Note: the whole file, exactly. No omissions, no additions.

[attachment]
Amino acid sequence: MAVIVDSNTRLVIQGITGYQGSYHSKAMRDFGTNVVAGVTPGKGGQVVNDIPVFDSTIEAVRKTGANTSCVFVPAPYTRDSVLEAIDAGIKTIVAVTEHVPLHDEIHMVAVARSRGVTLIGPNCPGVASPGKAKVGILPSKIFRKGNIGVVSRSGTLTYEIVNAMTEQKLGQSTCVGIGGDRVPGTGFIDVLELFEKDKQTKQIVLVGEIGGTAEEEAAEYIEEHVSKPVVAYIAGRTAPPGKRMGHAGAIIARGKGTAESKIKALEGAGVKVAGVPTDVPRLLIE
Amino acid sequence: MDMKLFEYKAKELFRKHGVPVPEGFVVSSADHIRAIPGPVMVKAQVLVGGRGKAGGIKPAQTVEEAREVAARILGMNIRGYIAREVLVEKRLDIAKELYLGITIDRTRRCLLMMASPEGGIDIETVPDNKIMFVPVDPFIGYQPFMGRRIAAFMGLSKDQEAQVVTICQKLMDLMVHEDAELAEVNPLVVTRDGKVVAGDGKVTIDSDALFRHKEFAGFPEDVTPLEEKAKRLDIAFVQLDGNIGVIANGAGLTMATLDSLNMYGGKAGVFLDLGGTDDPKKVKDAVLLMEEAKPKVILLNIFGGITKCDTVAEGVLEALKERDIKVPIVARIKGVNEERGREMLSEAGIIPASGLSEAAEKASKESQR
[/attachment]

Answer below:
Amino acid sequence: MAVIVDSNTRLVIQGITGYQGSYHSKAMRDFGTNVVAGVTPGKGGQVVNDIPVFDSTIEAVRKTGANTSCVFVPAPYTRDSVLEAIDAGIKTIVAVTEHVPLHDEIHMVAVARSRGVTLIGPNCPGVASPGKAKVGILPSKIFRKGNIGVVSRSGTLTYEIVNAMTEQKLGQSTCVGIGGDRVPGTGFIDVLELFEKDKQTKQIVLVGEIGGTAEEEAAEYIEEHVSKPVVAYIAGRTAPPGKRMGHAGAIIARGKGTAESKIKALEGAGVKVAGVPTDVPRLLIE
Amino acid sequence: MDMKLFEYKAKELFRKHGVPVPEGFVVSSADHIRAIPGPVMVKAQVLVGGRGKAGGIKPAQTVEEAREVAARILGMNIRGYIAREVLVEKRLDIAKELYLGITIDRTRRCLLMMASPEGGIDIETVPDNKIMFVPVDPFIGYQPFMGRRIAAFMGLSKDQEAQVVTICQKLMDLMVHEDAELAEVNPLVVTRDGKVVAGDGKVTIDSDALFRHKEFAGFPEDVTPLEEKAKRLDIAFVQLDGNIGVIANGAGLTMATLDSLNMYGGKAGVFLDLGGTDDPKKVKDAVLLMEEAKPKVILLNIFGGITKCDTVAEGVLEALKERDIKVPIVARIKGVNEERGREMLSEAGIIPASGLSEAAEKASKESQR